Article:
This is a quick post to inform you of some ways to keep your Linux machines well protected from hackers and bots. Today I realised some of these so called hackers had been brute forcing my web servers for the last few days; luckily they didn't prevail but it got me thinking. I'm going to tell you the steps I took to secure my server even further than it already was, and hopefully help you avoid the same troubles.
Deny Root Logins
This might seem like an obvious one, but most servers allow root logins by default. There are no reasons that anyone should be remote logging in using root account. Leaving this account open for logins is very dangerous and allows for easy brute force attacks to guess your password. The best part about this option is it's extremely easy. Use your favourite editor to open /etc/ssh/ssh_config and change PermitRootLogin to no. Make sure at least one other user on your machine has SSH if you are currently logging in as root as you won't be able to log back in after restarting the SSH daemon otherwise.
Limit Login Attempts
By limiting the amount of failed authentication attempts you are stopping bots from repeatedly attacking your connection and maybe eventually guessing your password. Again, this is a very easy change. Inside /etc/ssh/ssh_config change MaxAuthTries to 5. Any more than 5 wrong password attempts is almost definitely a hacking attempt, don't set the number too low or if you accidentally forget your password, or miss a key or too while typing like a maniac you may find yourself locked out of your own machine.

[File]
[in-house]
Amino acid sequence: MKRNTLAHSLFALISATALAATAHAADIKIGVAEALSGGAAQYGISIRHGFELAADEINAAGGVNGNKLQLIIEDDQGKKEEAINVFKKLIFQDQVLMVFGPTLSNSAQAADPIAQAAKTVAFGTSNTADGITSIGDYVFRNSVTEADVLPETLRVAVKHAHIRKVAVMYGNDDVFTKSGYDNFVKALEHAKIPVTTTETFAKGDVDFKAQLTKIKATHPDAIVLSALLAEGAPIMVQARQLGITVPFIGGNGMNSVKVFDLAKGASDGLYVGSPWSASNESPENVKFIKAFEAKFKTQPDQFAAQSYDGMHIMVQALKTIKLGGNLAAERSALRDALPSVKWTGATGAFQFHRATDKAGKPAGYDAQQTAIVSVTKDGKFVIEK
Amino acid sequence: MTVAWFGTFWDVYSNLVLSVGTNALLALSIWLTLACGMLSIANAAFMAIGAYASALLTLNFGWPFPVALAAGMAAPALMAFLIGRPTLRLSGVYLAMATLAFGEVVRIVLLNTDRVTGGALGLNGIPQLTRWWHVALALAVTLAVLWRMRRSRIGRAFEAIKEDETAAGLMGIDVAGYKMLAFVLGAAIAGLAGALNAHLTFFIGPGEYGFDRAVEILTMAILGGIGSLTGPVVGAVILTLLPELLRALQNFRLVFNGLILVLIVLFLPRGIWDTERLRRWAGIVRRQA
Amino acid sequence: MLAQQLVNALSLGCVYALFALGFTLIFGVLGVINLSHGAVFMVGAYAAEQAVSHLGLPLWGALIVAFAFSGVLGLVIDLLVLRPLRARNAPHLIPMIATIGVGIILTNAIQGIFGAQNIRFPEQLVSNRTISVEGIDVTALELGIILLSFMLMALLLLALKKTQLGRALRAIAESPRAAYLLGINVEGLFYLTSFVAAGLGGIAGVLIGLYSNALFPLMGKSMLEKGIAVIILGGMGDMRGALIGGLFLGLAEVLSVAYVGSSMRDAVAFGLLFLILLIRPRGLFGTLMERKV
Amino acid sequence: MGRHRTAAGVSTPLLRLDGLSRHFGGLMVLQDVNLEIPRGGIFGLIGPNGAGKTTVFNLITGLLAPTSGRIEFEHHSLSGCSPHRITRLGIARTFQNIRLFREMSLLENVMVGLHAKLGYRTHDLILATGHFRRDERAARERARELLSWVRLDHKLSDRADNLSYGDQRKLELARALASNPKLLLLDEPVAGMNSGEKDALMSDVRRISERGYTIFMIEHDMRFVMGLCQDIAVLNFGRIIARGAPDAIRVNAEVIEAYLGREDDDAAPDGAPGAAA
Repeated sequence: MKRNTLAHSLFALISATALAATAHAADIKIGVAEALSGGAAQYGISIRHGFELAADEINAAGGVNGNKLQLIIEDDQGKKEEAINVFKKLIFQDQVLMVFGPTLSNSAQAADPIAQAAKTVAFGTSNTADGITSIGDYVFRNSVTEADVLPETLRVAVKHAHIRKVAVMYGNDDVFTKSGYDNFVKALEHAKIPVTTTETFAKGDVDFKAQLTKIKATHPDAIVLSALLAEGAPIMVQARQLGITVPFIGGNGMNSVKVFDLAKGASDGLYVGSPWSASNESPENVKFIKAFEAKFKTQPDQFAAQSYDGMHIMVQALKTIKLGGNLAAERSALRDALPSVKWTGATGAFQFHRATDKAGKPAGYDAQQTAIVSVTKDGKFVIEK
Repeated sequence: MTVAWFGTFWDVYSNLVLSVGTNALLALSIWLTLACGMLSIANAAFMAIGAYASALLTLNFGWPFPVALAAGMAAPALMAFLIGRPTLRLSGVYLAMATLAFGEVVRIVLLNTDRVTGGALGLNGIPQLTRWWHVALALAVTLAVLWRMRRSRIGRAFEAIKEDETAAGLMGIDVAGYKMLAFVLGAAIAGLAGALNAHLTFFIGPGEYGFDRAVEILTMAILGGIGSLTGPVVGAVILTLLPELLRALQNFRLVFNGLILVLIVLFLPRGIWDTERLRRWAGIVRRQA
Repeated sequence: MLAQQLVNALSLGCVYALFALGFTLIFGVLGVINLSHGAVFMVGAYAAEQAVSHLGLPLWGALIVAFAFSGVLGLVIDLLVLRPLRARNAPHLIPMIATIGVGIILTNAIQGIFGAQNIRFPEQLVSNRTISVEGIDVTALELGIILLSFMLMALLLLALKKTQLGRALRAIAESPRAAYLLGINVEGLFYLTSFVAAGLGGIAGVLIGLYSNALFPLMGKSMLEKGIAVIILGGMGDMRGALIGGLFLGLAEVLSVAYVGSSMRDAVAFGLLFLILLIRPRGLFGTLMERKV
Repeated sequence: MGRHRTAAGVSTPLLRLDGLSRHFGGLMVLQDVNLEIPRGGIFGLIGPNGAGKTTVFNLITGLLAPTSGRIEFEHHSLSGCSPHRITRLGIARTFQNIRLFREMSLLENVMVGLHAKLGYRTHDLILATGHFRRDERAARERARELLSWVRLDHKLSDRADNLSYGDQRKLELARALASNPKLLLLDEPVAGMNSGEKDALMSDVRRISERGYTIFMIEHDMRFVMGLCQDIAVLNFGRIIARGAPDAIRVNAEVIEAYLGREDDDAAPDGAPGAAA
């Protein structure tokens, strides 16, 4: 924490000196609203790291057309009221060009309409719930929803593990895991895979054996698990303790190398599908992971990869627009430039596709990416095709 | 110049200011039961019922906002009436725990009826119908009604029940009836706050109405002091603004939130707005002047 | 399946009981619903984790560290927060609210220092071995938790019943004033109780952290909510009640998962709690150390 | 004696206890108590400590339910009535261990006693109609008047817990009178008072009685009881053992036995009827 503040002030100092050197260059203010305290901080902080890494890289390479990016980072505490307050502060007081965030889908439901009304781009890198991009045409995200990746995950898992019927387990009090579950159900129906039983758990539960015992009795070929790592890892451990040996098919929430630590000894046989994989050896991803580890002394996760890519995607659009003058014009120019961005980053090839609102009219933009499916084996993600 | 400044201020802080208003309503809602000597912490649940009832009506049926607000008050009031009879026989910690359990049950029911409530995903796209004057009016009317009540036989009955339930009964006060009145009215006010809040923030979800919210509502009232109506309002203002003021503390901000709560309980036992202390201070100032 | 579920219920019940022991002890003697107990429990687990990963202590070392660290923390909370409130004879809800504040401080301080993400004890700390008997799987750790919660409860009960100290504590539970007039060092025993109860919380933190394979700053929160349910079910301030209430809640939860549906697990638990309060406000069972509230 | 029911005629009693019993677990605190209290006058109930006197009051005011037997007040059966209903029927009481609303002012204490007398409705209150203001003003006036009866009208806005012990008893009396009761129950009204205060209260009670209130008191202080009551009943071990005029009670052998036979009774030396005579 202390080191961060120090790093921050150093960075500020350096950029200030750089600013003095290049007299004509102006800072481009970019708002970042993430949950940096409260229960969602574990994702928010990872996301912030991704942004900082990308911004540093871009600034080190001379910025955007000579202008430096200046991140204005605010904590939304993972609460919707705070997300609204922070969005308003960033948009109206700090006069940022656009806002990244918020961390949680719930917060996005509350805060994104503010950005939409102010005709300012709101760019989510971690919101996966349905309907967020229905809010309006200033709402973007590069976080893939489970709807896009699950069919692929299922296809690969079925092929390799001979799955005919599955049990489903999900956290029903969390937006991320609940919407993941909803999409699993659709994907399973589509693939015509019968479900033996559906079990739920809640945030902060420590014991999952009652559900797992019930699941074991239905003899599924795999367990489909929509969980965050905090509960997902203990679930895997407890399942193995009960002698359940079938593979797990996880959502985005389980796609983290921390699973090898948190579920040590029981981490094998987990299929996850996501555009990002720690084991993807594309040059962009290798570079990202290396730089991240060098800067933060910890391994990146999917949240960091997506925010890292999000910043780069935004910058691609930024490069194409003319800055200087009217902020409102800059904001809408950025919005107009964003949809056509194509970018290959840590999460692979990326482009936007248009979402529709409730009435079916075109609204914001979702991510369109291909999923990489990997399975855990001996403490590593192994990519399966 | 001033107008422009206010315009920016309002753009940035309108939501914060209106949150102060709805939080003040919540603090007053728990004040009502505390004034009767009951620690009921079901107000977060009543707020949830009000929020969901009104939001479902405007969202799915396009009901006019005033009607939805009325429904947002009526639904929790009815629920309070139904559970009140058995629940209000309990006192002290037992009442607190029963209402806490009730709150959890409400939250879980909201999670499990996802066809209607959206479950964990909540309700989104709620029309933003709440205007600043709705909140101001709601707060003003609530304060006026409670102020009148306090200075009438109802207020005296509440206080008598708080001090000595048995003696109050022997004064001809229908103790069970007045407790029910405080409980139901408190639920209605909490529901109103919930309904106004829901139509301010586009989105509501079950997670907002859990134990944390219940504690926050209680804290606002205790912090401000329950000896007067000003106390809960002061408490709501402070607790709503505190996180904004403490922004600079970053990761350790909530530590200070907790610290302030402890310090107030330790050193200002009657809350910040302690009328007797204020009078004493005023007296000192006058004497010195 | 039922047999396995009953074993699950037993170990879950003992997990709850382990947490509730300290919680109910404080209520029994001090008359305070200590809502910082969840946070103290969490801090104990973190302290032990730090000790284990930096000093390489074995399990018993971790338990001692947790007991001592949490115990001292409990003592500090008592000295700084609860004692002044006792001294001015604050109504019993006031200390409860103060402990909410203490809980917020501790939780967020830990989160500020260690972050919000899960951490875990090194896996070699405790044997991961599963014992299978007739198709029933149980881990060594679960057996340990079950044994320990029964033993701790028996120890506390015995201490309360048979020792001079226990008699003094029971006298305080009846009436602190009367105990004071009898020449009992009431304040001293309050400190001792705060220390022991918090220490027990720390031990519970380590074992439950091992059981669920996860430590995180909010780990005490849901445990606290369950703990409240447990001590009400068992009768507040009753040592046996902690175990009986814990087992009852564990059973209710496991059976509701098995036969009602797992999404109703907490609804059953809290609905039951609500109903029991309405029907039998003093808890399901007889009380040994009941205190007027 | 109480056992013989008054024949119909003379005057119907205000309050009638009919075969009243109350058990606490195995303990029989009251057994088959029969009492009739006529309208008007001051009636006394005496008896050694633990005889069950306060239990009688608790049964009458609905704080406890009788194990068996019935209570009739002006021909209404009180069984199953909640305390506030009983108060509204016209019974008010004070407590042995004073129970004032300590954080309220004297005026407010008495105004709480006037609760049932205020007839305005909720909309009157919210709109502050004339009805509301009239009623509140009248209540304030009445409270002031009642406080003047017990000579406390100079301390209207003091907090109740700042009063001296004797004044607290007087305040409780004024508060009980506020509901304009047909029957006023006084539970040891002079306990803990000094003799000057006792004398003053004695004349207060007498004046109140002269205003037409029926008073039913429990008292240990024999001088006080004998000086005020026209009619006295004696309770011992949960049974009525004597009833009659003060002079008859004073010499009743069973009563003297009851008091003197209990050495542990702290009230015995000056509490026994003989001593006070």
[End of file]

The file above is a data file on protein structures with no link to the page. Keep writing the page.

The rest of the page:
Use Keys instead of Passwords
If you're new to linux you may not know what keys are, but trust me, you want to. Keys allow you to login to your server without a password. "OH NO!?" I hear you say? Thankfully it's not as simple as that, access will be permitted to users who posses your private key file, which you must guard with your life! No need to remember long complex passwords, although it's still recommended, and it means hackers can't ever guess your password because your machine won't even be checking for them without this special key. First of all you're going to need to generate a key pair. Simply run the command below
$ ssh-keygen -v -t rsa
You will see an output similar to:
Generating public/private rsa key pair. Enter file in which to save the key (.ssh/id_rsa): Enter passphrase (empty for no passphrase): Enter same passphrase again: Your identification has been saved in id_rsa. Your public key has been saved in id_rsa.pub. The key fingerprint is: 18:c3:71:2d:56:13:e7:ff:34:e5:19:f8:2e:af:f3:94 [email protected]